Solasta’s new dungeon creator is D&D meets Mario Maker

Solasta: Crown of the Magister, a turn-based RPG that faithfully interprets fifth edition Dungeons and Dragons tabletop rules, takes another large step in its journey towards full release with its big Spring update. Set to arrive on March 25, the update promises a smattering of new quests and quality of life improvements, but its main feature is the addition of the Dungeon Maker.

“A lot of people were asking about modding and if they could make new dungeons and maps,” Emile Zhang, community lead at Tactical Adventures, explains during a demo of the new mode. Studio head Mathieu Girard and his team were interested in the idea, but the Unity-based internal tools they use to create dungeons in Solasta were too complicated to just hand over and expect the community to have a good experience with. And according to some top modders the team was in contact with, if the tools were too complex they would just ignore them anyway.

So Tactical Adventures opted to build a dungeon design experience that everyone could participate in, not just modders. The mode the team came up with has a lot in common with Mario Maker, but with more deadly spiders and skeletons.

Players start with a blank 2D grid that they can drag and drop rooms onto, connecting them like Lego bricks. The rooms themselves have predetermined shapes and sizes, and can be placed pre-furnished with obstacles and objects, or left empty. From there, you can fill the room with loot-loaded chests, deadly traps, monsters for your party to slay, and interactive objects to dispense snippets of lore. Voila! You have yourself a playable dungeon.

In-game view of the dungeon maker tool in Solasta

Only the necropolis tile set will be available when the update drops on March 25, but the plan is to add every biome, object, monster, item, and spell or ability that exists in the full game as an option for your custom dungeons. Eventually, you’ll be able to adjust how difficult locks are to pick, how much damage a trap does, and how strong an item is. However, creating custom assets is currently off the table.

“We wanted to create something very simple to use that’s inside the game,” Girard says, noting that letting creators develop their own textures, objects, and environments out of the gate would complicate that goal. That doesn’t necessarily stop modders from taking on the challenge solo, but Tactical Adventures recognises that the two can coexist.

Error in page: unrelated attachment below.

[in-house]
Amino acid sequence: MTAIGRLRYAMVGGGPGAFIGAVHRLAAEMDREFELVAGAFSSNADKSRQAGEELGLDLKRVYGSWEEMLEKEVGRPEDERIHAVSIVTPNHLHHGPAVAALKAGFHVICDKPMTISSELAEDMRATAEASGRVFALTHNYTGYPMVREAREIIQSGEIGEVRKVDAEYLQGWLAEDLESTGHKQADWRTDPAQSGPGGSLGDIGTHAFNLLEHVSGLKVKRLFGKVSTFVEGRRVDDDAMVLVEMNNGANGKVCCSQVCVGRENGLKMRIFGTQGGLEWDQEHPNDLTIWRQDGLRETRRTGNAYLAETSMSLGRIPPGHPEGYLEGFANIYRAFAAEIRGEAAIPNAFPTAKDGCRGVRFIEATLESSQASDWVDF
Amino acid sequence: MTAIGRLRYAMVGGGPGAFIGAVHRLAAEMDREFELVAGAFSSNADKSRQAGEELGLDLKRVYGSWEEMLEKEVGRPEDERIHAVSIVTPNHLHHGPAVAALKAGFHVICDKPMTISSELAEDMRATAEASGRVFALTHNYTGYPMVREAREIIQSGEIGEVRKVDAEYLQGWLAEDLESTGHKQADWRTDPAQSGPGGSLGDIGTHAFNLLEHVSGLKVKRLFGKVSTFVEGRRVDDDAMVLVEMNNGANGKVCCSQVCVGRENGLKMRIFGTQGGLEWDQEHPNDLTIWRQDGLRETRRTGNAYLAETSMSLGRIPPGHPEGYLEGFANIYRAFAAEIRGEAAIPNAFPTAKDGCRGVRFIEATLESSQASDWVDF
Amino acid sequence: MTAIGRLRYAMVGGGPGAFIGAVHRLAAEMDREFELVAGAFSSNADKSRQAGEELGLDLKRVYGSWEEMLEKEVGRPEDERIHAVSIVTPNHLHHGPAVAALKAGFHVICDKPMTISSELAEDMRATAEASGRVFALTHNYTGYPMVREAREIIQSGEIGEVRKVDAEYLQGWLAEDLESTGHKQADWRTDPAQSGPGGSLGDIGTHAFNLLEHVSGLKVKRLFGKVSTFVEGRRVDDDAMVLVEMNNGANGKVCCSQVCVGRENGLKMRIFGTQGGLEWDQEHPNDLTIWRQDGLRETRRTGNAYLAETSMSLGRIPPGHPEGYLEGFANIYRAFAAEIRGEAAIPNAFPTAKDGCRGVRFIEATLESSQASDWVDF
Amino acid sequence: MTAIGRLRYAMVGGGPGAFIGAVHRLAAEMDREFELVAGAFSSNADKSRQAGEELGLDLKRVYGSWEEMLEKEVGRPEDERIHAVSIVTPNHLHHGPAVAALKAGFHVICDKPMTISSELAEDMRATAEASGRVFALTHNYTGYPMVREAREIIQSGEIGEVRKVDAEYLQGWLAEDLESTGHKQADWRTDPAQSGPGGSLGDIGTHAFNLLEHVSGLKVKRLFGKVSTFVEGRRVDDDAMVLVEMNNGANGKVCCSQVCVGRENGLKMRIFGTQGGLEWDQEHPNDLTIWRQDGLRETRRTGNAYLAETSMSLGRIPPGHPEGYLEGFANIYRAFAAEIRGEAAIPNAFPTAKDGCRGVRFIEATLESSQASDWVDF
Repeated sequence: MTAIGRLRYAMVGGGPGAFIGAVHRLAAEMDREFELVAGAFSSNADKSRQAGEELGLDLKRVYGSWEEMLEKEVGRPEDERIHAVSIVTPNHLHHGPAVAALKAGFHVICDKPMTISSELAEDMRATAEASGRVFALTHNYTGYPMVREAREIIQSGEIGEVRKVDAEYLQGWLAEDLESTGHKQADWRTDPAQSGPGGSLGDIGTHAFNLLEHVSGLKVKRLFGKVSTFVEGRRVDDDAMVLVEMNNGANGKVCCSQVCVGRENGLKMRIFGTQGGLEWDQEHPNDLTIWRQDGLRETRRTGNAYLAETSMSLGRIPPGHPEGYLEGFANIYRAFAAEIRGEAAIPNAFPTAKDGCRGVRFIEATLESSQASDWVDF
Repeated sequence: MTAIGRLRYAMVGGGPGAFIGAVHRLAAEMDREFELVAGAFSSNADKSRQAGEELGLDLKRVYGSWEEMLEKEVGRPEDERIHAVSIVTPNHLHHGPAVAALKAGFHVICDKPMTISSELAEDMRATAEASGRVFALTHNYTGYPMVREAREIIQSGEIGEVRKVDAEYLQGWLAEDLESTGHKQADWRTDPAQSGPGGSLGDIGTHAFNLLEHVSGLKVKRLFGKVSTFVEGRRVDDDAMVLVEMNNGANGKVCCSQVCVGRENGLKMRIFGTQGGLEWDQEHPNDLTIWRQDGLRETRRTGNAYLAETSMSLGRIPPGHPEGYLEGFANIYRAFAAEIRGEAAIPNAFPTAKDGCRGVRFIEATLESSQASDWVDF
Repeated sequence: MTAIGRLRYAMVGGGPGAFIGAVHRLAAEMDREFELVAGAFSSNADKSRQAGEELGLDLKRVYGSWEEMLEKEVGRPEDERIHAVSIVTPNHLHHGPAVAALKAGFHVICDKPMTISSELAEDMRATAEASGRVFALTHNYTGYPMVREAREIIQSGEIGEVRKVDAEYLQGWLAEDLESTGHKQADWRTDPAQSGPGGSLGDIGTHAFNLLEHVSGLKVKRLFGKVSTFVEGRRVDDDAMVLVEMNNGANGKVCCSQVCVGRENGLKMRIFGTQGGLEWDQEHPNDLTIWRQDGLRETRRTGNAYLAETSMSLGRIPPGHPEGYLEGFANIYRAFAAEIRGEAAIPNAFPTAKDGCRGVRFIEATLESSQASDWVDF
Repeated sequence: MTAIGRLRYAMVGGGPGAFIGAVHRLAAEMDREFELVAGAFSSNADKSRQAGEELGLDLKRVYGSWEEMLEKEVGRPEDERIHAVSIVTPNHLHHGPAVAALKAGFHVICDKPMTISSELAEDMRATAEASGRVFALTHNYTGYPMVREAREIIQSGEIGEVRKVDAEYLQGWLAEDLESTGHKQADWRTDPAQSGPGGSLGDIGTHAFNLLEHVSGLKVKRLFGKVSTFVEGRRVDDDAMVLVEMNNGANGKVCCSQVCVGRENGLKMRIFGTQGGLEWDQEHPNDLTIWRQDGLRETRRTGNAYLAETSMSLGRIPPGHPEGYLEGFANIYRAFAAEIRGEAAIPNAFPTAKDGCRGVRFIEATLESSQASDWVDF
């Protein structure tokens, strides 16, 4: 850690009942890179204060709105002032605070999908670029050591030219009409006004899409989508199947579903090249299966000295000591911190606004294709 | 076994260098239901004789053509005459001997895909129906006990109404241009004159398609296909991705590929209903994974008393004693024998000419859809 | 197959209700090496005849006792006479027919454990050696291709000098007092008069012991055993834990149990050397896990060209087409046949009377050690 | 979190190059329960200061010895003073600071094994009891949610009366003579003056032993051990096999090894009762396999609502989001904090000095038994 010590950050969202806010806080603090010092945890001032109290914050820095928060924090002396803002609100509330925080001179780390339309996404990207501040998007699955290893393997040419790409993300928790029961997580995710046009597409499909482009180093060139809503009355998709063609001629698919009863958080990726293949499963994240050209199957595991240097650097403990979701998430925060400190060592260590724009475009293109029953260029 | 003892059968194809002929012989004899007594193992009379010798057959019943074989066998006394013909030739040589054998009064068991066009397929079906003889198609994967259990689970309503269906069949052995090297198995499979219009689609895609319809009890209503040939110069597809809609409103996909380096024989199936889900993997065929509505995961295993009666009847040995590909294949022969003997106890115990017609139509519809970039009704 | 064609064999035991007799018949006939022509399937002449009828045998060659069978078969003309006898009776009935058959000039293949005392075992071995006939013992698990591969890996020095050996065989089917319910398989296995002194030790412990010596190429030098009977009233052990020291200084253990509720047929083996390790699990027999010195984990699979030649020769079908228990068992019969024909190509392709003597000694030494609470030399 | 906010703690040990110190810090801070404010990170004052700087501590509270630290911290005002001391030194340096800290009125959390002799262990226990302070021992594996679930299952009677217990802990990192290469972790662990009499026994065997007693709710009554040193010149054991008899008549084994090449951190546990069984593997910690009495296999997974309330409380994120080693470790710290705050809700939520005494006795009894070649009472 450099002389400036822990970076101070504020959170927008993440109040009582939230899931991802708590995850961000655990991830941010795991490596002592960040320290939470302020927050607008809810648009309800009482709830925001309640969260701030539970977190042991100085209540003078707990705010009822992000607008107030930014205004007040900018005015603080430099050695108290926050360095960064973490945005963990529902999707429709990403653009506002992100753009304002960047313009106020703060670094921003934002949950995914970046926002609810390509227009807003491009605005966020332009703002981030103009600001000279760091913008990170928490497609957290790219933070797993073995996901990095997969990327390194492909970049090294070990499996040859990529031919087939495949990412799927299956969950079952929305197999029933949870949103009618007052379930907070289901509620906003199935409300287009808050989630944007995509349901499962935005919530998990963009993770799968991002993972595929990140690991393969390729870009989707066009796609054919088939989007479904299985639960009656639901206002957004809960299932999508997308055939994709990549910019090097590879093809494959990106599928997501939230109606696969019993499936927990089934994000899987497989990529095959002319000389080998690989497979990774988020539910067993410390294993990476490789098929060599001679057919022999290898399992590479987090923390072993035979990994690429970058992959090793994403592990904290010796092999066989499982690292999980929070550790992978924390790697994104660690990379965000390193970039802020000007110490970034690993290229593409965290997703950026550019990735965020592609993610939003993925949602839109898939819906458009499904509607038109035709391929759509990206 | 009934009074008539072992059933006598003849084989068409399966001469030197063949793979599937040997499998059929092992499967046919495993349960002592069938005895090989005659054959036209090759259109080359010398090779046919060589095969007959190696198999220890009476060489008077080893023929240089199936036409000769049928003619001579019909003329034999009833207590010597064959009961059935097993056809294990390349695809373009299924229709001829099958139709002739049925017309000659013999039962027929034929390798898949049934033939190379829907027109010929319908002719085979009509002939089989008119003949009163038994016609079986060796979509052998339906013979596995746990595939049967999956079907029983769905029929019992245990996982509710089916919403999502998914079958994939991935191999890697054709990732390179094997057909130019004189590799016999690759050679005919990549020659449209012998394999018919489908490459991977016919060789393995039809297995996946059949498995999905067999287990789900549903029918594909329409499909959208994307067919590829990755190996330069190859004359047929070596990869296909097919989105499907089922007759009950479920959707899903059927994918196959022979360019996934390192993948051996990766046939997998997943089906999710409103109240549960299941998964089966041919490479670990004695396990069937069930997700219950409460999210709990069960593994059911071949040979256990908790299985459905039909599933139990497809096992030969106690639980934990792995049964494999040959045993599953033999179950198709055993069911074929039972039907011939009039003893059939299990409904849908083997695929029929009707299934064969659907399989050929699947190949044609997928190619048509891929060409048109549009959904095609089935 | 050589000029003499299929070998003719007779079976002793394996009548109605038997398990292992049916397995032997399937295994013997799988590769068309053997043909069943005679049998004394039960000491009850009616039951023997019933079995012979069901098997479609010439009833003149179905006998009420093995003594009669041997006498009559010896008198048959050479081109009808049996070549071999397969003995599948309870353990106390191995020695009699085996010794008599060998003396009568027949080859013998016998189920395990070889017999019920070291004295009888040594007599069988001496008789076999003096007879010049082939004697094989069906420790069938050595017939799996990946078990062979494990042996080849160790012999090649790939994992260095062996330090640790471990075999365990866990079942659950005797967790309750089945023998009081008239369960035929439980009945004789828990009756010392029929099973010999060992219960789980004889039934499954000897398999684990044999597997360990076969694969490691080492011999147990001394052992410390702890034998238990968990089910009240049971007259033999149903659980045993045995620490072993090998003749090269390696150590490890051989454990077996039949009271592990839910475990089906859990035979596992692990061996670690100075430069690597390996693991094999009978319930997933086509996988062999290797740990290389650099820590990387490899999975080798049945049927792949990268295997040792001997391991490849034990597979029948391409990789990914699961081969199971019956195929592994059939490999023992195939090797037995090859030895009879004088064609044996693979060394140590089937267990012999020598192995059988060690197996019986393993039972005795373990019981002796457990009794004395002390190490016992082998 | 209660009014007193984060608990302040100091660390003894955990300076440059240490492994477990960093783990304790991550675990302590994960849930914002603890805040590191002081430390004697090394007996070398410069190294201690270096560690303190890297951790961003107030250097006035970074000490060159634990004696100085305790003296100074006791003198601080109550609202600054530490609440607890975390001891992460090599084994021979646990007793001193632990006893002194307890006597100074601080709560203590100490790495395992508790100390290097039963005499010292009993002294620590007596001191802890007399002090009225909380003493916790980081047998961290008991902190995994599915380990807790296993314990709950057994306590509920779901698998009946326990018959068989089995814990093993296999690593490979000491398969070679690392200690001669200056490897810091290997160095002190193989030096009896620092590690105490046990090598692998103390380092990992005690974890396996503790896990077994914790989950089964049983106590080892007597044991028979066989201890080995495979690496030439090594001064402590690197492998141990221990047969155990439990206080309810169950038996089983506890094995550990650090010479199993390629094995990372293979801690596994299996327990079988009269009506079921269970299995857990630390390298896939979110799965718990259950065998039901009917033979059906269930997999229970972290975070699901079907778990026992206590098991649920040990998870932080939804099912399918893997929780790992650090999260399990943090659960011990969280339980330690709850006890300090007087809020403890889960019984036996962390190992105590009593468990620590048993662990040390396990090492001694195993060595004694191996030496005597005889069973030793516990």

One of the benefits of using objects that are already in the game is that sharing these creations between players is a cinch. Everything is saved in a JSON file, a common text document that’s compatible with a bunch of different programming languages. These file types also have super small file sizes, and reference objects that exist in the game already, meaning you don’t need to accompany these files with any additional assets. “You can even edit the file yourself if you want,” says Girard, “if you’re brave enough to create a dungeon just by editing text.”

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It’s tempting to view this as a first step towards a more comprehensive game master [GM] mode, where Solasta could act as a medium to run actual fifth edition D&D games through. Girard, a pen and paper tabletop GM himself, insists that the Solasta available at launch won’t be an appropriate resource for that kind of play. “Our specialty is making video games, not tabletop tools,” says Girard, “I can see the temptation. I mean, Solasta is a very accurate simulation of 5E rules.” But ultimately, it’s not a focus of the team at the moment.

Solasta’s Spring update boldens the line connecting the tactical RPG and D&D

The dungeon creator isn’t the only shiny new thing arriving with the Spring update. While the main story mode is on hiatus until the 1.0 build of the game launches, the Spring update adds a dragon’s hoard of side quests for players to explore. This will include the long-awaited background quests, which are side stories that will help fill out the mandatory backgrounds you assign to characters during character creation.

Difficulty sliders and gameplay tweaks are also inbound. Lots of individual sliders and checkboxes have been added to play with the moment to moment experience. You can adjust enemy AI to make them more aggressive or reel in their ferocity so they don’t continue to attack unconscious allies.

In-game view of the dungeon maker tool in Solasta

One of my favourite additions is ‘karmic dice’, which lets the algorithm step in and make sure you don’t roll poorly too many times in a row. These all help bring the freedom of pen and paper D&D to Solasta, mimicking the kind of house-ruling that many game groups do to trim the small features of the game that can impede enjoyment.

The Spring update boldens the line connecting the tactical RPG and Dungeons and Dragons, adding an accessible dungeon creator and a slew of difficulty settings and options for players to mess around with. Solasta: Crown of the Magister continues to be one of the best translations of the tabletop game to date.

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